• IFrames (a lot of people use these to display Google Map locations).
  • Review widgets.
  • Social media feeds.
  • Chat and customer support plugins.
  • Embedded videos.
  • Embedded calendars.
  • Pop ups and opt in/out forms.
  • Payment gateways.

Quite often these elements won’t just call the content you see from an external source, they’ll also be calling Javascript from the external source. As your browser has to download and process this code for the page to be rendered, this external aspect means that part of the work your browser does to display a page is caused by code that comes from an external source. Due to the code being external you don’t have much control over it.

I appreciate that if you have any of these on your site you might be reading this thinking “but I need those!” (especially the payment gateway if you’re selling online). Some of this code your site will indeed need to operate as you want it to, so you can’t completely remove it, but there are some things you can do about this, just by being a bit sensible about things.

If, for example, you’ve embedded reviews and Google Map locations in the footer of your site, that’s going to cause a lot of 3rd party code to be present on all site pages (and it all adds up!). You could consider putting the Google Map location(s) on your contact page, and having a separate “What our customers say” / “Testimonials” page and putting the reviews on this page alone. Separating the 3rd party code out on to specific pages limits where this code is placed.

You could potentially employ a similar methodology with a payment gateway specific 3rd party script, by only allowing the script on page that it’s actually needed… which I’ll cover next.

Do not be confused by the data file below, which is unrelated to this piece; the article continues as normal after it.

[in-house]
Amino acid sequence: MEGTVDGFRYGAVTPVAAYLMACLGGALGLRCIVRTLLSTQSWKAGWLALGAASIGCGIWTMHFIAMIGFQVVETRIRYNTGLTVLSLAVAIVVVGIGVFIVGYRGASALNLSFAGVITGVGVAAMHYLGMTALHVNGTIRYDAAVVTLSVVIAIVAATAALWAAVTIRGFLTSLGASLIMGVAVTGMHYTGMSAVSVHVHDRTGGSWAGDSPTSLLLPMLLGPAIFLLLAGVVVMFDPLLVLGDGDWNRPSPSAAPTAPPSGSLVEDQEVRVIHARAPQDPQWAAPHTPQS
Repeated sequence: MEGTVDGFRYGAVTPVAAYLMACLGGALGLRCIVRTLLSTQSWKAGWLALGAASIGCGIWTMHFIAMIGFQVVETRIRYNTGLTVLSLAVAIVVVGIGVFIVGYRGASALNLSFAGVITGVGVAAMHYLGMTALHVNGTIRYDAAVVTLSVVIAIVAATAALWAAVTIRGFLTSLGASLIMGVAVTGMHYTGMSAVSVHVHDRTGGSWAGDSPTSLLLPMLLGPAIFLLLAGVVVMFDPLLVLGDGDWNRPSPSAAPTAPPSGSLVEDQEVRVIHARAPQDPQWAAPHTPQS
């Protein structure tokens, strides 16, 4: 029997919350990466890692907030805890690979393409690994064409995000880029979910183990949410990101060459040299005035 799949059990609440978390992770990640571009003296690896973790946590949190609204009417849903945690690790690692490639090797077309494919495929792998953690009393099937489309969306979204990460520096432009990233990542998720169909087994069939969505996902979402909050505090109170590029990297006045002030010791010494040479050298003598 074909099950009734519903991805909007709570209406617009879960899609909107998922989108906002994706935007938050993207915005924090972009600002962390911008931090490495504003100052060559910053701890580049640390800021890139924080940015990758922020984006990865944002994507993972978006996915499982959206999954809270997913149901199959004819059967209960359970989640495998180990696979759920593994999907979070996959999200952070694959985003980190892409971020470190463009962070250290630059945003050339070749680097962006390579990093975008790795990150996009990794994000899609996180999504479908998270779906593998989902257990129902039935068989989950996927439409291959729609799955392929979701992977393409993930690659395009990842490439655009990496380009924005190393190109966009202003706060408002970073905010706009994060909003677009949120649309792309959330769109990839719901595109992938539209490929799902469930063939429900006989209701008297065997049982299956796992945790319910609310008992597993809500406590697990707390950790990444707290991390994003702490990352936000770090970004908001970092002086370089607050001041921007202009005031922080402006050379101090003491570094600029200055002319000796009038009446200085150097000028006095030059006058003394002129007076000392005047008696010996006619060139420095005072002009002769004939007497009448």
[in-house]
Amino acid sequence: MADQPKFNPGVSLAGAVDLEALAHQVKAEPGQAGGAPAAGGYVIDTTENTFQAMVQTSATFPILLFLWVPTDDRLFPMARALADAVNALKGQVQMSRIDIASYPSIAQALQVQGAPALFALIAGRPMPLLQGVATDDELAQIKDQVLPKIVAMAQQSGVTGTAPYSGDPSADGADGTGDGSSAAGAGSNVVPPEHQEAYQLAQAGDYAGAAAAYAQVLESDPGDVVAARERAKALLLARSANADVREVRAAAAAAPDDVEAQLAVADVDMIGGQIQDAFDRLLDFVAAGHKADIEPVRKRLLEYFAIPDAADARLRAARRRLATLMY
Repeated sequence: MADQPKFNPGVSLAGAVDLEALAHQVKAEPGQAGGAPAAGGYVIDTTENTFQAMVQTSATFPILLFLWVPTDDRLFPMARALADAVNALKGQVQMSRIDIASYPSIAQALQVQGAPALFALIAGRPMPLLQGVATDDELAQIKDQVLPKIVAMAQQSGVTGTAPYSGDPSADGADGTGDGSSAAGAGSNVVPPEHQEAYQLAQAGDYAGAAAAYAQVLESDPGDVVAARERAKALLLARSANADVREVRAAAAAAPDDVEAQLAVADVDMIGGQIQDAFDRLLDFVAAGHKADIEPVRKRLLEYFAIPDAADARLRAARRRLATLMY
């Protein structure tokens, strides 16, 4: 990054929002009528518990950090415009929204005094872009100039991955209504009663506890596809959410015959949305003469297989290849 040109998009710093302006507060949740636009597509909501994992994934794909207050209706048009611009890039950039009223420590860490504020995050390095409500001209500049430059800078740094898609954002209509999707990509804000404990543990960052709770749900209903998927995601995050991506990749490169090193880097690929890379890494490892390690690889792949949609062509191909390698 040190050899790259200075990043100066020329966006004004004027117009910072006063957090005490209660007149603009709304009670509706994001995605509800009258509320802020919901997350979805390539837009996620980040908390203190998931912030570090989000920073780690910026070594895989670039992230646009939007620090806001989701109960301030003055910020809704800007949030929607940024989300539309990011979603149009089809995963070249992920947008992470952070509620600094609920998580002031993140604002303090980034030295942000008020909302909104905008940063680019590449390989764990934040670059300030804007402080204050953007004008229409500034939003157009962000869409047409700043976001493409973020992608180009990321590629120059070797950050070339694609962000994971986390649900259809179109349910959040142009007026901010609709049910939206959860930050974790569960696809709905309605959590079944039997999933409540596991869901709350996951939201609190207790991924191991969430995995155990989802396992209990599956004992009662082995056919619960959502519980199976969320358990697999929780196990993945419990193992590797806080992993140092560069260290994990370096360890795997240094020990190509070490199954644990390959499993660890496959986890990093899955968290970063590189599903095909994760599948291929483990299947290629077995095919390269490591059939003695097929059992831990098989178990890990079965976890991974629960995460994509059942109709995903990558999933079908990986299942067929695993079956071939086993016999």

Managing Javascript assets (blocking specific scripts).

This is probably the part that you actually wanted to read, as it covers how to get rid of Javascript on your site.

This is also the part that is going to break things, so please make sure you’re either doing this on a staging site, or at least have a backup available to restore from should things not go well.

We’re going to be using the Asset CleanUp: Page Speed Booster plugin to block Javascript and maybe CSS as well.

Asset Cleanup page speed booster plugin

This can be quite trial and error in approach unless you know exactly what Javascript is used by what aspects of your pages. The rough methodology is:

  1. Install and activate this plugin.
  2. Enable blocking rules for commonly present Javascript that isn’t always used.
  3. Check your site, see if loads OK if it does go to step 5, if it doesn’t…
  4. Remove some of the blocking rules set up in step 2, then go to step 3.
  5. Scan your home page.